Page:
In both films, death both threatens to throw a society into disarray and serves as a possible corrective for corruption.
Neither La Religieuse nor its main character is ultimately able to see a way out of alienated individualism.
Cohen Media Group bestows a gorgeous transfer to this epic ode to the creative process.
The films in The Jacques Rivette Collection have been given satisfying transfers and some eye-opening supplements.
One of the best films of the French New Wave, so it’s a shame that Criterion’s Blu-ray offers a flawed A/V presentation and thin supplements.
Out 1 is largely a film of conversation, as its prolonged rehearsal vignettes regularly give way to even lengthier scenes of verbal self-analysis.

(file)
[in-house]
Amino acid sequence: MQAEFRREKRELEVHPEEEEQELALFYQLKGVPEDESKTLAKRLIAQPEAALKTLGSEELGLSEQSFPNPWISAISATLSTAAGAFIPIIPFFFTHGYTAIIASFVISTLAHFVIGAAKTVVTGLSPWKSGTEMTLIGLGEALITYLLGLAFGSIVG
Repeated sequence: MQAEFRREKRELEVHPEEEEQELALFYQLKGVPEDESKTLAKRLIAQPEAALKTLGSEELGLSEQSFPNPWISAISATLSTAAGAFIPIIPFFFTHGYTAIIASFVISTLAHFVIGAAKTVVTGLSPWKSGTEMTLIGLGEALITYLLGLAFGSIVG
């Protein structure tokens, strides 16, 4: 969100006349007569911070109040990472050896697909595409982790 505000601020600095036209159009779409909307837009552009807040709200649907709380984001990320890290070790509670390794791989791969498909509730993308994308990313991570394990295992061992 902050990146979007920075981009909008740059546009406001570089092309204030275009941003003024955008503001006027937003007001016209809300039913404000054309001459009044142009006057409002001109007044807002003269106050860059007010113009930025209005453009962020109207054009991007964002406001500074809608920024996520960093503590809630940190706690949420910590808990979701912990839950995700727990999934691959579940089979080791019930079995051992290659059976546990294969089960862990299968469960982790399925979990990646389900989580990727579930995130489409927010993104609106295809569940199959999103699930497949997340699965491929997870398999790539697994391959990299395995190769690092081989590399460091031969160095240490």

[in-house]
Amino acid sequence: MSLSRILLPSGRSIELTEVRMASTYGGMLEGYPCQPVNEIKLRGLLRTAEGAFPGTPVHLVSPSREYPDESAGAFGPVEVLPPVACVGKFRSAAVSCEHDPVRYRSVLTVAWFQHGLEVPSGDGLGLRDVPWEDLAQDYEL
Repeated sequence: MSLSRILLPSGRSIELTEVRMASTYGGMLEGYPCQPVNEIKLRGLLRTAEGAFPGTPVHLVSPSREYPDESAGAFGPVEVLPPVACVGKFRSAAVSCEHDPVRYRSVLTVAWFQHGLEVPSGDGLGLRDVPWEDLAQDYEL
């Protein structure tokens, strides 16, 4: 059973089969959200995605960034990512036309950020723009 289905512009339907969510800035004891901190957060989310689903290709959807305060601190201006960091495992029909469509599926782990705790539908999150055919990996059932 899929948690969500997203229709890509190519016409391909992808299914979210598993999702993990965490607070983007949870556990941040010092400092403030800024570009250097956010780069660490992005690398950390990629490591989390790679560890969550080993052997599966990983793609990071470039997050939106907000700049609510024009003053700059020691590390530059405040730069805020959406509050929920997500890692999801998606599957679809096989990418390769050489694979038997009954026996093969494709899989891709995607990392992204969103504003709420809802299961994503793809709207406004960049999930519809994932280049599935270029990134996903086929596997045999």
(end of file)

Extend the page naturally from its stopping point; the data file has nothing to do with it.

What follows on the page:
Criminally unavailable until now, Jacques Rivette’s gleefully distracted tour of Paris marks an early Blu-ray highlight for 2015.
The Nun is a timeless story about a girl who’s sent against her will to a convent as a tenuous, quick fix to her precarious place in life.
The film’s peregrinating first half-hour establishes the odd, nearly incestuous, and unspoken relationship between the two titular women.
I know Alex Ross Perry from the movies, from seeing him at repertory screenings in New York.
References to films-as-dreams in film criticism have risen in inverse proportion to the actual dreamlike quality of the cinema, which is all but extinct.
Though not among Jacques Rivette great films, Around a Small Mountain shares a lot of qualities with the director’s best work.
The boredom-laced interlude with a Russian doll is itself an all-too-apt metaphor for the film: much energy exerted for increasingly diminishing and hollow returns.